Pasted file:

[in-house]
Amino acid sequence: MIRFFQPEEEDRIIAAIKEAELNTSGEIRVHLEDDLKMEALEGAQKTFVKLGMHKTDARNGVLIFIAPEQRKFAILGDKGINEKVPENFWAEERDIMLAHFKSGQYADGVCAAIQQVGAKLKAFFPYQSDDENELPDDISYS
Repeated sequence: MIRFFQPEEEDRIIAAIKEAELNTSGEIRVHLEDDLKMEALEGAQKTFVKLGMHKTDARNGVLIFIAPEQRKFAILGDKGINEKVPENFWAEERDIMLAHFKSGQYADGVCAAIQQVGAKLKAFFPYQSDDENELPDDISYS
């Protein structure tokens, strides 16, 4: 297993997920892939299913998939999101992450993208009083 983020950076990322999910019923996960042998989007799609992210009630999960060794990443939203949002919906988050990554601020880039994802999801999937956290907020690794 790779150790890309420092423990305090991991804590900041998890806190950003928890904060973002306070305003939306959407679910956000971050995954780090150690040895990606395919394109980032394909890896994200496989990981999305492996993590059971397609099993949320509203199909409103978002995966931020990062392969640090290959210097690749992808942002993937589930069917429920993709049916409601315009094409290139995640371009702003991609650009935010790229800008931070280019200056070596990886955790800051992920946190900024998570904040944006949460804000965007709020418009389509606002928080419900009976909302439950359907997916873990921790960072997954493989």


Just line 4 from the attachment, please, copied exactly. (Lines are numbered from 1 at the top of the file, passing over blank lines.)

């Protein structure tokens, strides 16, 4: 297993997920892939299913998939999101992450993208009083 983020950076990322999910019923996960042998989007799609992210009630999960060794990443939203949002919906988050990554601020880039994802999801999937956290907020690794 790779150790890309420092423990305090991991804590900041998890806190950003928890904060973002306070305003939306959407679910956000971050995954780090150690040895990606395919394109980032394909890896994200496989990981999305492996993590059971397609099993949320509203199909409103978002995966931020990062392969640090290959210097690749992808942002993937589930069917429920993709049916409601315009094409290139995640371009702003991609650009935010790229800008931070280019200056070596990886955790800051992920946190900024998570904040944006949460804000965007709020418009389509606002928080419900009976909302439950359907997916873990921790960072997954493989």